This Is AuburnElectronic Theses and Dissertations

GPS/INS Operation in Shadowed Environments




Clark, Benjamin

Type of Degree



Mechanical Engineering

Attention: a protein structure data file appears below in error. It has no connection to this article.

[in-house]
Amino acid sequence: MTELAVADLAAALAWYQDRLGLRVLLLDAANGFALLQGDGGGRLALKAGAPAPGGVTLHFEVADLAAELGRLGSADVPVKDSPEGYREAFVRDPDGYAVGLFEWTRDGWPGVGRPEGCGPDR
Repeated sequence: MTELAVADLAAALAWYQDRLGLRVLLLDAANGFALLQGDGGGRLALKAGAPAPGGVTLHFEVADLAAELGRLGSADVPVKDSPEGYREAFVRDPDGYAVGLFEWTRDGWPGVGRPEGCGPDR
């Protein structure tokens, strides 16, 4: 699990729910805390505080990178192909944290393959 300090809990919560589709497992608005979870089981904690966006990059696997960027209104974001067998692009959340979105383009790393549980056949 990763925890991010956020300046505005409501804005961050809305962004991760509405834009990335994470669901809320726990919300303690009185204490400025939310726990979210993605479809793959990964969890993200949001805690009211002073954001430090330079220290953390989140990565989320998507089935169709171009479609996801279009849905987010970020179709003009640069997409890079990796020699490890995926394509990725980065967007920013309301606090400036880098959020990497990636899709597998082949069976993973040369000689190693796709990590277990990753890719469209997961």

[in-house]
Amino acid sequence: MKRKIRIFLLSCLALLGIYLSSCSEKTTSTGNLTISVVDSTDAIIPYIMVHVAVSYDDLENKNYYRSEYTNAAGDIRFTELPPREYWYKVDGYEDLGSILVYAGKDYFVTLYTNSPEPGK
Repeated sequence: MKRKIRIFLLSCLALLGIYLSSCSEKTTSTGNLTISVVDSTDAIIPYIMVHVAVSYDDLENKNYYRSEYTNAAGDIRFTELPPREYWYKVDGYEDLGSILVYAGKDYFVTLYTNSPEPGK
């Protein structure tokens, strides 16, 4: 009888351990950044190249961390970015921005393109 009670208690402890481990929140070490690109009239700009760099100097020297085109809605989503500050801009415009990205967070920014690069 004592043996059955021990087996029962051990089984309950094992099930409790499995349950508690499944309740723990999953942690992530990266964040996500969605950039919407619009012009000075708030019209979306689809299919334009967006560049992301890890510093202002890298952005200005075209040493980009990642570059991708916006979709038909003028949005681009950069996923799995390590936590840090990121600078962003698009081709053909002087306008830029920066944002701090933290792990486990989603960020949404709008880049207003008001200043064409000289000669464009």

This thesis presents the analysis techniques developed for monitoring GPS signals in harsh shadowed environments such as heavy foliage. It also details a method selected for improved performance by combining raw GPS information with an Inertial Navigation System (INS). Normal GPS operation in shadowed areas suffer from position jumps of tens to hundreds of meters. The developed analysis reveals that these errors are due to the quickly changing local errors that cause a GPS receiver to report erroneous position spikes. Monitoring variables for the signal strength and change in multipath are employed to keep track of the environmental effects on the GPS measurements. A new visualization technique is also developed to qualitatively monitor the environmental effects. From the visualization technique, the effects of the shadowing environment are shown to simultaneously affect the signal strength and multipath. It is shown that foliage cover causes these effects to occur spontaneously as a signal travels through and around obstacles. To mitigate these errors, a GPS/INS closely coupled system is implemented which uses inertial sensors to smooth the erroneous GPS jumps. Introduction of alternative sensors allows for integrity monitoring in the form of GPS outlier measurement rejection so that local environmental effects can be detected and removed from the navigation solution. The resulting implementation reveals that it is possible to operate in these GPS harsh environments without suffering from the position jumps of tens or hundreds of meters. This implementation allows for navigation in foliage cover comparable to the under ten meter accuracy of standard GPS in clear environments.